Due to the update two weeks ago on the mini stock market correction, today’s Monthly Review is going to specifically focus on Silver rather than Gold.
Something interesting is happening. If you follow historical precious metals price charts it is common to see Silver generally tracking Gold. There may be a delay but the two precious metals are big brother and little sister, two parts of the precious metals family and their relational connection over time can clearly be observed. But, very very occasionally, the little sister does something different.
One of those extremely rare times is this month. So, this month’s update is going to hone in on this rare phenomenon, which has only happened for a few days in 2003, 2008, 2016 and now. This can be clearly seen in the following graphic taken from Macro Trends chart database. Note the very narrow grey sections of time where the ratio reached this month’s level, the 1/80 line:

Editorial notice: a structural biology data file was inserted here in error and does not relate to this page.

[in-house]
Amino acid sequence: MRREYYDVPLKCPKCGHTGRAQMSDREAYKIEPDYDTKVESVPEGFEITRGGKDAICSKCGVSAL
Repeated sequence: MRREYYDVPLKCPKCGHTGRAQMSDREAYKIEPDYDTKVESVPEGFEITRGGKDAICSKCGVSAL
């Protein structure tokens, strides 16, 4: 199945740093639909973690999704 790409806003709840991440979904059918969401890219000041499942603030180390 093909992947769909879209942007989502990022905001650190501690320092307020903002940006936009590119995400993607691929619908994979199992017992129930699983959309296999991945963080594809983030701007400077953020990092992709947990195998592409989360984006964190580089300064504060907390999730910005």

This month’s Gold-to-Silver Ratio
Our regular subscribers will remember that hidden within last weeks’ article was an observation I made, which turned out to be incredibly prescient because, this week, the resounding voice of international commentators highlight this observation. I stated, almost as a throw away comment, that “5 years ago the price of a 1oz Silver coin was about 1/50 of the price of 1oz Gold coin. Today it is 1/80 of the price. This means the price of Silver has gone down in relation to the price of Gold, even though the price of both has been pushed down over that period. When commentators say “Silver is currently on sale compared to Gold” it is this Gold to Silver ratio they are referring.”